A photoresist pattern is formed on the surface of a material to be processed using photolithography.

However, when an oxide film pattern is formed on the surface of a material to be processed which already has a formed photoresist pattern, the material must be oxidized and the residual resist on the material must be peeled off, which consumes much time and is labor-intensive.

With photolithography, further, resolution is limited by the wavelength of light rays. Even if ultraviolet rays having short wavelength are used for exposure, a pattern finer than 0.2 μm can not be formed. For this reason, microprocessing by photolithography has a limit.

Photolithography requires a number of processes, and thus it is difficult to maintain quality of the pattern. In addition, when forming a number of different patterns, a photomask must be prepared for every individual pattern. Photolithography thus lacks freedom of processing.

Thus, conventional oxide film production methods typically represented by photolithography have never been satisfactory in terms of processing efficiency, processing performance and freedom of processing in the forming of fine oxide film patterns.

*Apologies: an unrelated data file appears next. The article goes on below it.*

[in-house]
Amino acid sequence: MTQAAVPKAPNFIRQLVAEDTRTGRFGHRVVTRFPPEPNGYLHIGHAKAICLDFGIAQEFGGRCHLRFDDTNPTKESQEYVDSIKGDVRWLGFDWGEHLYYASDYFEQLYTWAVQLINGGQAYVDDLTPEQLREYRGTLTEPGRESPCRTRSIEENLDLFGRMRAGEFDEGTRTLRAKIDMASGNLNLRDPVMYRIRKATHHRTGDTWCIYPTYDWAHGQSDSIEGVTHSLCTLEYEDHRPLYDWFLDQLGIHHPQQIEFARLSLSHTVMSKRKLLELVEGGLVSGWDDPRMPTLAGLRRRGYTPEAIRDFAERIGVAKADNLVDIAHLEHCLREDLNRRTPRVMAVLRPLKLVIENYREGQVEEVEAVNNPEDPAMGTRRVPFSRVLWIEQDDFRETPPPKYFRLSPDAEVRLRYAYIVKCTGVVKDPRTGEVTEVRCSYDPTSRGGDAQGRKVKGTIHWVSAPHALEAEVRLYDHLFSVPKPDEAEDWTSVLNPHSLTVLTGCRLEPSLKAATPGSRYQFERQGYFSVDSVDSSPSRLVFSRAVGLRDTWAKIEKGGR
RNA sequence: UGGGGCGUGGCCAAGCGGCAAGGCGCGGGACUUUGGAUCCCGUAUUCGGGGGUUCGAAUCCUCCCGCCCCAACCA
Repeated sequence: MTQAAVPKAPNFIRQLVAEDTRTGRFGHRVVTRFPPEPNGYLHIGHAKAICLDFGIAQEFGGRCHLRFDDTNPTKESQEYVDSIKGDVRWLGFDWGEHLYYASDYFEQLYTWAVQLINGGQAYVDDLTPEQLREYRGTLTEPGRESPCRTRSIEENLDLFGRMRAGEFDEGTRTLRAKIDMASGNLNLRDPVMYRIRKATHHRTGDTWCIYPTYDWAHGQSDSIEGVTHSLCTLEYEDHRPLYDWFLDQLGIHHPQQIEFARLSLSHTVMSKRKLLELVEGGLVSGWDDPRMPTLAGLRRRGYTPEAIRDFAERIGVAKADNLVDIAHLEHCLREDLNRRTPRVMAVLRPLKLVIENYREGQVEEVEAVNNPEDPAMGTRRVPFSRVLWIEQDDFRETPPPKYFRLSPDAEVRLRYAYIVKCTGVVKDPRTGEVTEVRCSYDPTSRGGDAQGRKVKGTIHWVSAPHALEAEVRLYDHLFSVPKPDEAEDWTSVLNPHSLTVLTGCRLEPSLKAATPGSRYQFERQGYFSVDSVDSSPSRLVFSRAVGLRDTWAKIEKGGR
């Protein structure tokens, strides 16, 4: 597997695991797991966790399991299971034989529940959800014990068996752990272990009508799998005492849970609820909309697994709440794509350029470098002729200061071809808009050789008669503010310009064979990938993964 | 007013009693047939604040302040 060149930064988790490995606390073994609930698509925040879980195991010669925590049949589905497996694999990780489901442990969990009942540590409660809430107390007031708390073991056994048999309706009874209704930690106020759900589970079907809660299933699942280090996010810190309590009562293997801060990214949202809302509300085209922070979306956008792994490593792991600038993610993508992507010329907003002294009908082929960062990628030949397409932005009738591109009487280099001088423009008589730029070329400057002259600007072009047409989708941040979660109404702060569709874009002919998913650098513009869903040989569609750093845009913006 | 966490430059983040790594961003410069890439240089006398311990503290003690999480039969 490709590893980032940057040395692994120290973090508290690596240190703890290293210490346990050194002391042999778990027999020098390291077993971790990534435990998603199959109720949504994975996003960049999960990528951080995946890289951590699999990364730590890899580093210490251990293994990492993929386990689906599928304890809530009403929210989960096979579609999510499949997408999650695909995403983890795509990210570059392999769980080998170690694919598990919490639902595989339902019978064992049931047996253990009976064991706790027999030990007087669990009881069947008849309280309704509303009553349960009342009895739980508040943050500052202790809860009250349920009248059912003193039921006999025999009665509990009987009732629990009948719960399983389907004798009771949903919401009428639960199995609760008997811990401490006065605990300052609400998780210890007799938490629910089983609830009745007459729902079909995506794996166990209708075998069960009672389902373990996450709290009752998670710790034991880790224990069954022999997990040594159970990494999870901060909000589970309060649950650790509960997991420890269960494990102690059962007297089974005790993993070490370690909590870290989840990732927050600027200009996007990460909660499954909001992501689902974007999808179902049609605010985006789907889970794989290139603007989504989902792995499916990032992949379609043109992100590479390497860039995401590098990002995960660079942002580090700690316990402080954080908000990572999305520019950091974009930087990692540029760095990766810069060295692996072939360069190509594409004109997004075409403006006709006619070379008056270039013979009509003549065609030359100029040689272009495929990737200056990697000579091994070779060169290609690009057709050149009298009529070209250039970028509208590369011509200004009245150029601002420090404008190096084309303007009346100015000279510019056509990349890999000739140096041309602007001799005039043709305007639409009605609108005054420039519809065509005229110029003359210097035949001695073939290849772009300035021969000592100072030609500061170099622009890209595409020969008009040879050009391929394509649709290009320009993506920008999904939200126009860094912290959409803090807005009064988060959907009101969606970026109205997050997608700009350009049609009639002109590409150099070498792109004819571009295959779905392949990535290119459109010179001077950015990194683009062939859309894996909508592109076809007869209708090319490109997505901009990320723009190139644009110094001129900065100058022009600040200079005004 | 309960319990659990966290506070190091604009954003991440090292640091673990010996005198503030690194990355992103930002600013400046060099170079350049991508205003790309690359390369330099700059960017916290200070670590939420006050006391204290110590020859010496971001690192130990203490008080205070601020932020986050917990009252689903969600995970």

SUMMARY OF THE INVENTION

The present invention was developed in consideration of the above circumstances and intends to solve the problems of the conventional oxide film production methods and provide a novel oxide film production method to enhance processing efficiency, processing performance and freedom of processing and a production apparatus therefor.

To solve the above problems, the present invention provides an oxide film production method wherein a sharp-pointed processing electrode is brought close to the material to be processed in an oxygen-containing molecular gas atmosphere, and a voltage is impressed across the material to be processed and the processing electrode so that the surface of the material to be processed immediately below the electrode is anodized. The present invention further provides an oxide film production apparatus therefor above comprising a sharp-pointed processing electrode which can be brought close to a material to be processed, a means to detect electric current flowing across the processing electrode and the surface of the material to be processed, a means to control electric current at a constant level by adequately controlling the relative position of the processing electrode and the material to be processed in accordance with the detected electric current flowing across the processing electrode and the surface of the material to be processed, a means to supply oxygen-containing molecular gas, and a means to control above said means of supplying oxygen-containing molecular gas.